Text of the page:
—Xconomy’s running resource of cell therapy trials that have reported patient outcomes got several ASH updates.
DEALS WITH DRAMA
—The Wall Street Journal detailed ups and downs in the long-running alliance between French drug maker Sanofi and Boston startup Warp Drive Bio. Xconomy explained in this article why Warp Drive scientists think they’ve found the answer to making drugs to fight cancers driven by mutations in the RAS gene family.
—Months after passing on an option to buy all of Acetylon Pharmaceuticals, Celgene (NASDAQ: CELG) struck a new deal to acquire only part of the Boston startup. The rest will be spun into a new company called Regenacy Pharmaceuticals. Xconomy spoke to CEO Walter Ogier about Regenacy’s plans and the rationale behind the deal.
CLINICAL & REGULATORY
—Early clinical data from Cambridge, MA-based Voyager Therapeutics (NASDAQ: VYGR) hinted that its experimental gene therapy for Parkinson’s disease, VY-AADC01, might help patients no longer responding to levodopa—a problem many Parkinson’s patients deal with over time. Shares of Voyager surged 35 percent.
—Seattle-based Cascadian Therapeutics (NASDAQ: CASC), a biotech formerly known as Oncothyreon, reported early clinical data on its drug ONT-380 for breast cancer patients whose tumors have spread to the brain. Forbes and TheStreet.com have more here.
—Cambridge-based Sage Therapeutics (NASDAQ: SAGE) said the FDA has signed off on a speedy path towards potential approval for SAGE-547, an experimental treatment for postpartum depression. Sage released Phase 2 data for SAGE-547 in PPD over the summer. Data from the Phase 3 trial are expected next year.
BOLDFACE BIO NAMES
—Geneticist J. Craig Venter, famous for leading one of the two teams to decode the human genome and for having his own genome published, told a conference crowd that he had undergone prostate cancer surgery three weeks before. The elite health clinic he runs, Health Nucleus, had detected the cancer.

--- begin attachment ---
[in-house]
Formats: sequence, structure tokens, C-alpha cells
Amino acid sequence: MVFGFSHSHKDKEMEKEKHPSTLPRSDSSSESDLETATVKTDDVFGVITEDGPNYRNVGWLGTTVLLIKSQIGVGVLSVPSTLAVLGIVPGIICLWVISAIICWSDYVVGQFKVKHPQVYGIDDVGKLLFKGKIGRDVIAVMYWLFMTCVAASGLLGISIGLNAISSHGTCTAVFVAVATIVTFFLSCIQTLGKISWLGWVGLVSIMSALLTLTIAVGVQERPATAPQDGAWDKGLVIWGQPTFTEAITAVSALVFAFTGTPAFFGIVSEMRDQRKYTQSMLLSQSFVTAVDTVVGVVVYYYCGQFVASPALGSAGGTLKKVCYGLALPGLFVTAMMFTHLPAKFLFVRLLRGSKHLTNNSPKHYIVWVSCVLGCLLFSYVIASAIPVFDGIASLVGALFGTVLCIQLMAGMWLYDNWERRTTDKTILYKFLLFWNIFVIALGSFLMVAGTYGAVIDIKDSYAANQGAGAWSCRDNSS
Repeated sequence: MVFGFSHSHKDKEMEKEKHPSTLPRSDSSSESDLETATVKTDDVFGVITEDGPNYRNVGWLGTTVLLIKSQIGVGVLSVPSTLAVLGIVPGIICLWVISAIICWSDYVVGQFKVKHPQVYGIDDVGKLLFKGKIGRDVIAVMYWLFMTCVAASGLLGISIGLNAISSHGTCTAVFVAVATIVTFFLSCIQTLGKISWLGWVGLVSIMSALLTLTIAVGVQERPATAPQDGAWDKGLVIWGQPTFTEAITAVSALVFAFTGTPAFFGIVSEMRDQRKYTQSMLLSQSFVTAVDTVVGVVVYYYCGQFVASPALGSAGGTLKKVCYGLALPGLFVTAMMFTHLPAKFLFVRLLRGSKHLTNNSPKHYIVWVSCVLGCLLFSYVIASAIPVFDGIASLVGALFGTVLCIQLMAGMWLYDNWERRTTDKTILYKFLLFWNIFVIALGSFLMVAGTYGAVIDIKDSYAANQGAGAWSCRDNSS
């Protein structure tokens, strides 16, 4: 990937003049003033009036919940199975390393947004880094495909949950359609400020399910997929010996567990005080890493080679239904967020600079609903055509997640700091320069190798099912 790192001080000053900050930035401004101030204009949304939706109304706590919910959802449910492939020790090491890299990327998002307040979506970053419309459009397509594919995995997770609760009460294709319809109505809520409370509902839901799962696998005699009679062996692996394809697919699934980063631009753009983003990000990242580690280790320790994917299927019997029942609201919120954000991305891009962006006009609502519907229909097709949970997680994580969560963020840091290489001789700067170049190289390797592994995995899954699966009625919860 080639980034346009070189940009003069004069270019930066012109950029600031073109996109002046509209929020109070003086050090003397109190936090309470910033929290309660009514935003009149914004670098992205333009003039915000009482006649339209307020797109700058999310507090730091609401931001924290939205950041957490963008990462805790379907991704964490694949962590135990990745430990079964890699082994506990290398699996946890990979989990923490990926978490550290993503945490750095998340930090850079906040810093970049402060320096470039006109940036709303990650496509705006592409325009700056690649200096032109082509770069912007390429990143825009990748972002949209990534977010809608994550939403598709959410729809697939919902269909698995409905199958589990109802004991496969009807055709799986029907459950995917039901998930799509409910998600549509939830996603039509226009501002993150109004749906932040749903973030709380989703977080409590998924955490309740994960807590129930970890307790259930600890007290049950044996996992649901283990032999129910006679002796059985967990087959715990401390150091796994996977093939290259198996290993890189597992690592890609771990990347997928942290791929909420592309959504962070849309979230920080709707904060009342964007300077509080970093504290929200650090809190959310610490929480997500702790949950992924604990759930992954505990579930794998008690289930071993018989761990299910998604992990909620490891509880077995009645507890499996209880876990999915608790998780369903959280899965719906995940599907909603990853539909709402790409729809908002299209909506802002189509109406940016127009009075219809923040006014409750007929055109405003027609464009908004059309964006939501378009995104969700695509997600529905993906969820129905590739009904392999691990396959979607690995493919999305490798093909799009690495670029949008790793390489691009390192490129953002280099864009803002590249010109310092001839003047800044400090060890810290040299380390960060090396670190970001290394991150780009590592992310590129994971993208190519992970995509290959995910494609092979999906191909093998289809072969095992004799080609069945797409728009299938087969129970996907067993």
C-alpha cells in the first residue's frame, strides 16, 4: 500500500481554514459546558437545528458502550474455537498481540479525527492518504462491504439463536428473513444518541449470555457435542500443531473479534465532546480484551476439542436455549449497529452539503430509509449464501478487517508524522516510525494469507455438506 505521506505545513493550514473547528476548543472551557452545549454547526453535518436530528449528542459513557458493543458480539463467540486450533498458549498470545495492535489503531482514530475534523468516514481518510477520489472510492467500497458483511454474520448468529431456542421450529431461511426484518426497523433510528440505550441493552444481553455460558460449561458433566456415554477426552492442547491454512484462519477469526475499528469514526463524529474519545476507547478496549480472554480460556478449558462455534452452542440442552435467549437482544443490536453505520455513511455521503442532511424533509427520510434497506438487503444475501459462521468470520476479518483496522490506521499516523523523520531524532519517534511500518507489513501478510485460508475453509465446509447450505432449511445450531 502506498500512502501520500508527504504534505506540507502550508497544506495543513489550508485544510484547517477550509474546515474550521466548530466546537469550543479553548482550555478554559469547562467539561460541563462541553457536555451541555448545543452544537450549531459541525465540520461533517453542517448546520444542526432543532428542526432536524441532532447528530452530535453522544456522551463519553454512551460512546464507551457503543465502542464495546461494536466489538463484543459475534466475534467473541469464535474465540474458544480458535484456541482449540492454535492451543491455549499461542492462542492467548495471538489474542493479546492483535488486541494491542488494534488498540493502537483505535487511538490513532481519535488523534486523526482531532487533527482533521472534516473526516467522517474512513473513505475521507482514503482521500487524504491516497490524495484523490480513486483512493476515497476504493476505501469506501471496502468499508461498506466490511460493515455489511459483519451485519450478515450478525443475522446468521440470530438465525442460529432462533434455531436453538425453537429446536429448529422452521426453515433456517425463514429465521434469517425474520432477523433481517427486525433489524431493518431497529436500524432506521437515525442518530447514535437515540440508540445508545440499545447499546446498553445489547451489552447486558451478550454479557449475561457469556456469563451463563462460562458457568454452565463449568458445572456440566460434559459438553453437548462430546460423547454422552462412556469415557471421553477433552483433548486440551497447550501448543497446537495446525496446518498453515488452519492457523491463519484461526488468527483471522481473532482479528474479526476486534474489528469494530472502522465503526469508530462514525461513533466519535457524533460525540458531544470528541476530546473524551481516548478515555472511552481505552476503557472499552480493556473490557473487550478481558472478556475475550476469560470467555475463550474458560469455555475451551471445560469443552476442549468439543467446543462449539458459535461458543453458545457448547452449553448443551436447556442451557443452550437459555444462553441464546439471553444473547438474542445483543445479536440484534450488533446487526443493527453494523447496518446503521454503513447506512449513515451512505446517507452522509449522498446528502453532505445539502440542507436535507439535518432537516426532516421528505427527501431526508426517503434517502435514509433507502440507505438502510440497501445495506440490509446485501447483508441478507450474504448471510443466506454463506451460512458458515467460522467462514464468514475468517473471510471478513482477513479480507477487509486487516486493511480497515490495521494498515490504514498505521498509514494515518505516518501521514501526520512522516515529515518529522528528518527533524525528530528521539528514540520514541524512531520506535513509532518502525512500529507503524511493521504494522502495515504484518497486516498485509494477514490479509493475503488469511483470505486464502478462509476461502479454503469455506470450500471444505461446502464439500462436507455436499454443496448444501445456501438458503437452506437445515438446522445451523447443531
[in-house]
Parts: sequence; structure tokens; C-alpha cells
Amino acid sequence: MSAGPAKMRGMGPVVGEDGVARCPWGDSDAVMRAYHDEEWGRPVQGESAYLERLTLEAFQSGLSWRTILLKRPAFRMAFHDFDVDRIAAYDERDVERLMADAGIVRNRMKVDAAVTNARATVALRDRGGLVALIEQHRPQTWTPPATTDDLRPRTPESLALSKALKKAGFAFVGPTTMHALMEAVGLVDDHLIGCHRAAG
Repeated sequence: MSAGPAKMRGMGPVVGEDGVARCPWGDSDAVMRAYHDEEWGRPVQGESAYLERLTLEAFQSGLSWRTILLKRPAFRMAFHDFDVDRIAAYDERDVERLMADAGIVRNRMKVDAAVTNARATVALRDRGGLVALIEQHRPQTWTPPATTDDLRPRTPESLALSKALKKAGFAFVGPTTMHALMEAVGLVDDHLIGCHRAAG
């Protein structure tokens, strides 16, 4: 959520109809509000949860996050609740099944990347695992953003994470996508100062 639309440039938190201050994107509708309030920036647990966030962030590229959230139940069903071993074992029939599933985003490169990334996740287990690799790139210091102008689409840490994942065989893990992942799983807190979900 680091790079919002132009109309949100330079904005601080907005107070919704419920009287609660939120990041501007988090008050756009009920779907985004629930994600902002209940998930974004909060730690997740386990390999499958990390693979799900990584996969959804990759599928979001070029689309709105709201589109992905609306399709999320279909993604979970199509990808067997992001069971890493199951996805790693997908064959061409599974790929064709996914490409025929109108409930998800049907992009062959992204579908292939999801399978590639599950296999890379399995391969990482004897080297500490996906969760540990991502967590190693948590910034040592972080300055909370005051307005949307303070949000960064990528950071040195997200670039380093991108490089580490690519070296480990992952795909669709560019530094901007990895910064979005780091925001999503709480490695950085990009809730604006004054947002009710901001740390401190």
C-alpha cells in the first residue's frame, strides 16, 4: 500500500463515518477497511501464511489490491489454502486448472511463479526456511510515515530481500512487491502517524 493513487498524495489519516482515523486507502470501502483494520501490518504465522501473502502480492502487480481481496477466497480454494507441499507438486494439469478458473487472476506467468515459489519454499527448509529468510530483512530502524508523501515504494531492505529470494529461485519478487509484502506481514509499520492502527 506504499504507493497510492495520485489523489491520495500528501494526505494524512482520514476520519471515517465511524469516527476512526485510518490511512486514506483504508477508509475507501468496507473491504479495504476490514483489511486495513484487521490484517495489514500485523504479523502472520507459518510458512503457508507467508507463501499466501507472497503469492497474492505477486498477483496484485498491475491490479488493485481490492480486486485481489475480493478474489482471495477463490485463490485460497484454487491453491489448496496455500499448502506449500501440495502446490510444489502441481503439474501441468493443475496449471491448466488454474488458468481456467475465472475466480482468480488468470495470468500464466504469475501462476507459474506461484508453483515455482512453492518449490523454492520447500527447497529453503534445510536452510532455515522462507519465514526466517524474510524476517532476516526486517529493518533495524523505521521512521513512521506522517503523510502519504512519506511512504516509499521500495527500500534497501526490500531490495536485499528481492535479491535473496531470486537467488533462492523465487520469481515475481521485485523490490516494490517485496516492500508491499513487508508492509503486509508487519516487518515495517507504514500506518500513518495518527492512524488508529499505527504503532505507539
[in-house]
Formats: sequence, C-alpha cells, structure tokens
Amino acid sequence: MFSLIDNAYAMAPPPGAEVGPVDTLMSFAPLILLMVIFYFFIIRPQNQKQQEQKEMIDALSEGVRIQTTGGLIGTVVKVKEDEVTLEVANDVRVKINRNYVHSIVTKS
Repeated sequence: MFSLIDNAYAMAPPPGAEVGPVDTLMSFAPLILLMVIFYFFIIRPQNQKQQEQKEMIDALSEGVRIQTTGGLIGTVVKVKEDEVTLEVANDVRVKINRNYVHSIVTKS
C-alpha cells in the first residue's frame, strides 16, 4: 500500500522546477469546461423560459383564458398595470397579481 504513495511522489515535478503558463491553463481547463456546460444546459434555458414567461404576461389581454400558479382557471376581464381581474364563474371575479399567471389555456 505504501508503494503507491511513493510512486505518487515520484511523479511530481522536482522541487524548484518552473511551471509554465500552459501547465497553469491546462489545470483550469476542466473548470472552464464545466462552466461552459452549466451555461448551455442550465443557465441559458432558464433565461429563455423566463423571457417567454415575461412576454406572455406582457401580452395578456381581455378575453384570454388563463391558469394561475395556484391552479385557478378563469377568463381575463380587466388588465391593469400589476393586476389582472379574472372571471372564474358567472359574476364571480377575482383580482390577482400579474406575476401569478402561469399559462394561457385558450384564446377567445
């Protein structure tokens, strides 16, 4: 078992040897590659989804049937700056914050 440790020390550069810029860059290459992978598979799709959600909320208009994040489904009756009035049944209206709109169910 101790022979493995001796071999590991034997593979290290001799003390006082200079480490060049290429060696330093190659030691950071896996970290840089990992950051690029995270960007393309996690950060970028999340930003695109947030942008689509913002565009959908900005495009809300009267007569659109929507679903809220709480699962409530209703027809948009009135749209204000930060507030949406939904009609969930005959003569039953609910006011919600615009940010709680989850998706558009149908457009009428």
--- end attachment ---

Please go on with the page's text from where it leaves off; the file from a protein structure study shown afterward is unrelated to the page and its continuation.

—The former head of Novartis’ now-disbanded gene and cell therapy unit, Uzman Ozam, was named the CEO of Philadelphia startup, Tmunity Therapeutics, which was founded by cell therapy pioneer Carl June.
EVERYBODY HAVE FUNDS TONIGHT
—Days after releasing promising early data for a cell therapy for multiple myeloma and seeing its shares rise more than 16 percent, Bluebird Bio (NASDAQ: BLUE) sold nearly $250 million in stock.
—Tenaya Therapeutics spun out of the San Francisco-based Gladstone Institutes with a $50 million Series A round. It plans to develop regenerative medicine for heart failure.
—Gurnet Point Capital, the healthcare fund managed by ex-Sanofi CEO Chris Viehbacher, put $92 million into Aliso Viejo, CA-based Crossover Health. The startup works with self-insured employers to provide healthcare and related services.
—New York-based Elysium Health raised a $20 million Series B to roll out its first product, a supplement that Elysium bills as a way to “support the long term health of your cells,” and to fund research into the science of aging.
Ben Fidler contributed to this report